Jonathan Miller says:

I find it very hard to see how they can actually formulate or conceive the notion of an immaterial continuity of an unembodied self – of how it would know that it was in fact the thing that had once been the embodied person, with a particular name, with particular projects. It’s always seemed to me that the notion of projects, and trajectories, and hopes and plans and so forth, are all tied up with being embodied.

Daniel Dennett says:

Yes, and I think that everybody cheats when they think about this. I mean in the way that scientists cheat too, when they imagine hard-to-imagine things. So people, when they imagine an immaterial soul – they don’t! They imagine a sort of ghosty sort of semi-transparent material object that’s got arms and legs and a particular physical location, but just isn’t quite physical. It’s sort of like a hologram. And they know that that’s not right. They know that a soul isn’t really like that. And they know they can’t really imagine an immaterial, disembodied soul. But that’s all right, these things are hard to imagine! “Physicists can’t imagine quantum mechanics, and we can’t imagine an immaterial soul. But, you know, we can try, and it doesn’t hurt to think about, you know, people playing harps sitting on clouds.”

I often ask my students, when they were children and reading comic books or watching on television, did it ever bother them that Casper, the friendly ghost, could both fly through a wall, and catch a ball? I mean, why doesn’t the ball just go right through his hand? And almost all of them say, Oh yes, they had noticed this mildly discomfiting inconsistency, but everybody goes along with the gag. But everybody notices that this is not really consistent.

There’s a big difference between a scientist trying to visualize quantum mechanics and a person trying to imagine an immaterial soul, which is really an immaterial person, which is a contradiction in terms. Dennett reminds us that a truly immaterial thing would not even have “a particular physical location,” to say nothing of arms and legs.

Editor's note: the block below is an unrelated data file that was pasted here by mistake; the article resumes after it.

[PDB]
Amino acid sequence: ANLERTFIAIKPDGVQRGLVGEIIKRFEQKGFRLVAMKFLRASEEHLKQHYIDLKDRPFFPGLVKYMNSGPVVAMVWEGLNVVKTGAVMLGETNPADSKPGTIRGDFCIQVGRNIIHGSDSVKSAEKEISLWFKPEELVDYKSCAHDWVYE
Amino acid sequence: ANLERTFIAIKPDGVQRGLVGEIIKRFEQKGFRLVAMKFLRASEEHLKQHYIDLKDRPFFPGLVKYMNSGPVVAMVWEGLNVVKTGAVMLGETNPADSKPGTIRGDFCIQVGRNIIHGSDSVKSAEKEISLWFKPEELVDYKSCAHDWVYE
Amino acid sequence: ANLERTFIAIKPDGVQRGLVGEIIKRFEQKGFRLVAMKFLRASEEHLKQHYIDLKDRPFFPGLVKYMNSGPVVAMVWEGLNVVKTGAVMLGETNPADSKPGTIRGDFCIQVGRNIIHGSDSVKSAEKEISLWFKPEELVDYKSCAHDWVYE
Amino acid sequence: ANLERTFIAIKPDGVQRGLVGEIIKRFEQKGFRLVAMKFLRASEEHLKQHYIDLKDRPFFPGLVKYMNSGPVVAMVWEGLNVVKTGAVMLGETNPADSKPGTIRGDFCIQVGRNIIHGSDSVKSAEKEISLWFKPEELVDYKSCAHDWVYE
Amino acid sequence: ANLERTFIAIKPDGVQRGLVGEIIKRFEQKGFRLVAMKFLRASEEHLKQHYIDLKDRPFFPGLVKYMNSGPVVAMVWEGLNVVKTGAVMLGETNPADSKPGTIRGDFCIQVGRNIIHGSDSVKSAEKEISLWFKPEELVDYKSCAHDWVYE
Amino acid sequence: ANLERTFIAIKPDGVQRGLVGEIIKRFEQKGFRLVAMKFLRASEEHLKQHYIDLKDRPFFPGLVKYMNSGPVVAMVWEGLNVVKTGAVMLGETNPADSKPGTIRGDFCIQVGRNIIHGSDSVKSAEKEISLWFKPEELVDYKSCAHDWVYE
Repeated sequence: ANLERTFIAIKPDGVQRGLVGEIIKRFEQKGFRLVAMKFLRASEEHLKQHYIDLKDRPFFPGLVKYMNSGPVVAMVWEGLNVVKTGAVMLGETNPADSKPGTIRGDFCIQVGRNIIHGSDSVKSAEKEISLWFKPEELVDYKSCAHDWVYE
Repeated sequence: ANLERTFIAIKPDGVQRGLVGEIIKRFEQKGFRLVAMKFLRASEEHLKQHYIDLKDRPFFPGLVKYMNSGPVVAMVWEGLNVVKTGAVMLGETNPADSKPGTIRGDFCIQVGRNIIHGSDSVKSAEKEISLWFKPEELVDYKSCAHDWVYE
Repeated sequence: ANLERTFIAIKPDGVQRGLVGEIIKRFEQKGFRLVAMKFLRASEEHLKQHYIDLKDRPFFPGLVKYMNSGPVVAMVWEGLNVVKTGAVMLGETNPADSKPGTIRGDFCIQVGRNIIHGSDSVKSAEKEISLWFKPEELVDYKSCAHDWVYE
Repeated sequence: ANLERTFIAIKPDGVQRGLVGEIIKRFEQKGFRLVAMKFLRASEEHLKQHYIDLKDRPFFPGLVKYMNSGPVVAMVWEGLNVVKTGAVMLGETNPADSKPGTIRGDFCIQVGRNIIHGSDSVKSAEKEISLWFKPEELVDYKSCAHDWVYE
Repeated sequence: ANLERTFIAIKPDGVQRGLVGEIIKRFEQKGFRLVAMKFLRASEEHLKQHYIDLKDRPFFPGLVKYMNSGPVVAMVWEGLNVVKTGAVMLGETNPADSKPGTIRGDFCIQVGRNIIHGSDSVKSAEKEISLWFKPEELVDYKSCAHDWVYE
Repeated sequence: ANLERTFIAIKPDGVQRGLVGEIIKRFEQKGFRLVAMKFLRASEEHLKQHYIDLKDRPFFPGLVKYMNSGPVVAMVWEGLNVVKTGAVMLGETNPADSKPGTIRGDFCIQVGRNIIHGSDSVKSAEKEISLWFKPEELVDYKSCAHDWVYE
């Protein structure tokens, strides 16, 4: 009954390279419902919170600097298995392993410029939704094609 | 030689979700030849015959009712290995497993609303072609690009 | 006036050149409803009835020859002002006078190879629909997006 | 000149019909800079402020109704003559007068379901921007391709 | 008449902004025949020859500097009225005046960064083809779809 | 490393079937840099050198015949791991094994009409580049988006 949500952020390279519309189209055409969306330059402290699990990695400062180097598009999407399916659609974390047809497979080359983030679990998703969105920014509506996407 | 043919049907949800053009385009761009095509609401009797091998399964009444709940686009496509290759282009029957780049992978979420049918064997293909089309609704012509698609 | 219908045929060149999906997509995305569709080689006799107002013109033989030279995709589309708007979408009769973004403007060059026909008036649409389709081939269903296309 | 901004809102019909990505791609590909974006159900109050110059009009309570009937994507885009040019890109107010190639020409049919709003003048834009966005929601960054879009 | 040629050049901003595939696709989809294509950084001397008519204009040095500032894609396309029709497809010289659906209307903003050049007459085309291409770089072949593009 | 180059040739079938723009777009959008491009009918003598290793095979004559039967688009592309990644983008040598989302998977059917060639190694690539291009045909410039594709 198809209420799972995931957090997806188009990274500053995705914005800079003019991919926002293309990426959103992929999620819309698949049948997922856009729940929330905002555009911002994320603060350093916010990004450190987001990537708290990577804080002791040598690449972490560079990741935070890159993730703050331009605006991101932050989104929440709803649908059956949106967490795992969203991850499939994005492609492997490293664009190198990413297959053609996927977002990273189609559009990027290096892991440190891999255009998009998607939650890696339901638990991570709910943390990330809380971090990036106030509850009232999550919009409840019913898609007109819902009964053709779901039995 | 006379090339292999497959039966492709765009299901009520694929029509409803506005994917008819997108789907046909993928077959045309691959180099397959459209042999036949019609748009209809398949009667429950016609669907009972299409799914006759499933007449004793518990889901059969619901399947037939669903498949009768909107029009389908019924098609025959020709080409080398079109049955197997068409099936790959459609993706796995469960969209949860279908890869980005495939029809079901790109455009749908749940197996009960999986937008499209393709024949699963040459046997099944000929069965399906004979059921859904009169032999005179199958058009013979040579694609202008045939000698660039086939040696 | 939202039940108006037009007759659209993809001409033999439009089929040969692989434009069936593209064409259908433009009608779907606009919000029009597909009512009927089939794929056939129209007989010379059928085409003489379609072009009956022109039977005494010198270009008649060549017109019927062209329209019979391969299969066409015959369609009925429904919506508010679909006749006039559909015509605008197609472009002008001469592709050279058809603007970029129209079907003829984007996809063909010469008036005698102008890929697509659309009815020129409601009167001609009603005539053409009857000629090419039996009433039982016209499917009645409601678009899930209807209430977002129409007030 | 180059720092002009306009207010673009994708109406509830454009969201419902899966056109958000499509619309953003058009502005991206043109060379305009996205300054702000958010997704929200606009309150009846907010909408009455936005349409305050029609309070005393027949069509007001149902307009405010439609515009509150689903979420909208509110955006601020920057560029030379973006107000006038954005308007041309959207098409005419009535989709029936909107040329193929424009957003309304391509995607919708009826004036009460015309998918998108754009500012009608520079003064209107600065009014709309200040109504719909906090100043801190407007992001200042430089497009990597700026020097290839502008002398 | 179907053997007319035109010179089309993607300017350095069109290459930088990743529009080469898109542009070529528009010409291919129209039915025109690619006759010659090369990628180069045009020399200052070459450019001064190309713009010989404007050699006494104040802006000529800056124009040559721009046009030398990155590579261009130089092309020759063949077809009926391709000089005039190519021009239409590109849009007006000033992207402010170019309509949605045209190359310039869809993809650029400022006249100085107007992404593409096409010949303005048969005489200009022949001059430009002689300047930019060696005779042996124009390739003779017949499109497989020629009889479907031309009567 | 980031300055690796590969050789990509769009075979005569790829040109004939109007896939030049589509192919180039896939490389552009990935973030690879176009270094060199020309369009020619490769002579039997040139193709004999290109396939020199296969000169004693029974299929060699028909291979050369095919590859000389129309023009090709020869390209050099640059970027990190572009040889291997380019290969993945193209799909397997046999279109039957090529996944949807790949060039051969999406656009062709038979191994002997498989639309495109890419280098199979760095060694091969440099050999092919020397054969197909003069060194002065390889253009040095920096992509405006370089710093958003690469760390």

Physicists try to visualize the inner workings of atoms because atoms almost certainly exist. Quantum effects are hard to visualize because they seem to require contradictory predicates: very small entities are, famously, sort of “like waves,” and also sort of “like particles.” But this is an apparent contradiction, caused by limited understanding and limited vocabulary. One can imagine a future in which we can speak with perfect clarity about the inner workings of atoms. But in the idea of an unphysical person there is an inherent, a priori contradiction.

Thunder Valley Casino is in the Sacramento area. This is a screen shot from their website. Of course some people have won a lot of money “playing” there. But to put this in the proper context, Thunder Valley needs to tell us how much money, before their big win, and after, those lucky winners lost.

Pollsters … have reported repeatedly that they can find little measurable difference between the moral behavior of churchgoers and the rest of American society. Barna has found that born-again Christians are more likely to divorce (an act strongly condemned by Jesus) than atheists and agnostics, and are more likely to be racist than other Americans. And while evangelical adolescents overwhelmingly say they believe in abstaining from premarital sex, they are more likely to be sexually active — and at an earlier age — than peers who are mainline Protestants, Mormons or Jews … .

How to explain the Grand Canyon-sized gap between principles outlined in the Gospels and the behavior of believers? Christians … respond that shortcomings of the followers of Jesus are simply evidence of man’s inherent sinfulness. But if one adheres to the principle of Occam’s razor — that the simplest explanation is the most likely — there is another, more unsettling conclusion: that many people who call themselves Christian don’t really believe, deep down, in the tenets of their faith.

William Lobdell in the L.A. Times